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Which shade and shelter from the Hill derives, 225 While the kind river wealth and beauty gives, And in the mixture of all these
appears Variety, which all the rest endears, This scene had some bold Greek or British bard Beheld of old, what stories had we heard 230 Of Fairies, Satyrs, and the Nymphs their dames, Their feasts, their revels and theiram'rous flames! 'Tis still the same, altho' their airy shape All but a quick poetic sight escape, There Faunus and Sylvanus keep their courts, 235 And thither all the horned host resorts To
graze the ranker mead; that noble herd On whose sublime and shady fronts is rear'd Nature's great master-piece, to show how soon Great things are made, but sooner are undone, 240 Here have I seen the king, when great affairs Gave leave to slacken and unbend his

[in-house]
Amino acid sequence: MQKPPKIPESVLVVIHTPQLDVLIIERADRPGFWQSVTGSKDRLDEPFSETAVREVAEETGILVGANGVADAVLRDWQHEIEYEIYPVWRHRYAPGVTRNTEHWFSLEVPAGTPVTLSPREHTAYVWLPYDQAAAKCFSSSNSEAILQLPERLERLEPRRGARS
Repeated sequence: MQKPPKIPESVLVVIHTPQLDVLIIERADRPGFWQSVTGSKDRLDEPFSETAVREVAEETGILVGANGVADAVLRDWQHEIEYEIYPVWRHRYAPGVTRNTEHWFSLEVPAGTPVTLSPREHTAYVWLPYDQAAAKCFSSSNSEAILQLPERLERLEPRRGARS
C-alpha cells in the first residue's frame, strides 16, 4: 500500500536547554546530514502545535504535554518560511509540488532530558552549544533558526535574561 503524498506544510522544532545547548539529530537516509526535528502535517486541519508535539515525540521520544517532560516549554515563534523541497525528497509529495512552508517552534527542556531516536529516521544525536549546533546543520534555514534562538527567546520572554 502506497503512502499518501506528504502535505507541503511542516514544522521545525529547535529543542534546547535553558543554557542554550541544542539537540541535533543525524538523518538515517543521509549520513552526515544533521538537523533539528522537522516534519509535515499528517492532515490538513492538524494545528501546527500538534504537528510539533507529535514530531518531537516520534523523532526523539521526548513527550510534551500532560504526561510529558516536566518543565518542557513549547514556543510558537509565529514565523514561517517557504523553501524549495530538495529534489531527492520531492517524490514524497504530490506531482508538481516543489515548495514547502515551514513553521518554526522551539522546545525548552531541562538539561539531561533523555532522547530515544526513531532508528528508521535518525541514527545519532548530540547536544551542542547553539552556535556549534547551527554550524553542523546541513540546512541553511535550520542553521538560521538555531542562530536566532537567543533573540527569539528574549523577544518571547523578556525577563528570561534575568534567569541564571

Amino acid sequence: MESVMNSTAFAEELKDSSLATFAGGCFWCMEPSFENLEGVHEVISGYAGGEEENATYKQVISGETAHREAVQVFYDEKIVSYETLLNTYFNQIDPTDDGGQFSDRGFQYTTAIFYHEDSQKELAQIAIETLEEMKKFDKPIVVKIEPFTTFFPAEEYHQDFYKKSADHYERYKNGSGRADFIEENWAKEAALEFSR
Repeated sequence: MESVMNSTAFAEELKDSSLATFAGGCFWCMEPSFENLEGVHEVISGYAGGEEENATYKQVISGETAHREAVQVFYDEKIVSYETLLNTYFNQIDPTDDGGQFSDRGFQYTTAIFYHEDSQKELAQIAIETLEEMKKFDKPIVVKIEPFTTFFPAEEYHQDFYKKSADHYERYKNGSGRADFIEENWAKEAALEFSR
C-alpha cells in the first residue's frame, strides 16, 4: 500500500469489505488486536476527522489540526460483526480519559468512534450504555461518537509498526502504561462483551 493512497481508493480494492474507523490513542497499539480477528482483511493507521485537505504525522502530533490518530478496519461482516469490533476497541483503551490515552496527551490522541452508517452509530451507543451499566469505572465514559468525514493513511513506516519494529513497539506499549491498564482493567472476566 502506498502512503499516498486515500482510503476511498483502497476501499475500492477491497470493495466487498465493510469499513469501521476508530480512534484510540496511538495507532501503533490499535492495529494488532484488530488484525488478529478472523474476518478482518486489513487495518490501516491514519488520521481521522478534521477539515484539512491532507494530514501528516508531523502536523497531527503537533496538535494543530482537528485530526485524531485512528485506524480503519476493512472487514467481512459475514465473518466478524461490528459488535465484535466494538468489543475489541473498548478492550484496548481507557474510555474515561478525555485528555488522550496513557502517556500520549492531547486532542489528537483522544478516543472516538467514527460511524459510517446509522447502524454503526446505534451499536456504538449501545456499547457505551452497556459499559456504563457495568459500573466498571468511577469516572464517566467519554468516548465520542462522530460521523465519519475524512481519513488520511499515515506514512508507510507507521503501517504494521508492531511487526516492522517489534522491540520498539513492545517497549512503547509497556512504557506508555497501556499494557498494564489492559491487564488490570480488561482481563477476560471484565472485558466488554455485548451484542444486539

cares, Attended to the chase by all the flow'r Of youth, whose hopes a nobler prey devour; Pleasure with praise and danger they would buy, And wish a foe that would not only fly. 246 The stag now conscious of his fatal growth, At once indulgent to his fear and sloth, Io some dark covert his retreat had made, Where nor man's eye, nor heaven's, should invade His soft repose; when th' unexpected sound 251 Of dogs and men his wakeful ear does wound. Rouz’d with the noise, he scarce believes his ear, Willing to think th' illusions of his fear
Had givin this false alarm, but straight his view 255
Confirms that more than all he fears is true.
Betray'd in all his strengths, the wood beset,
All instruments, all arts of ruin met,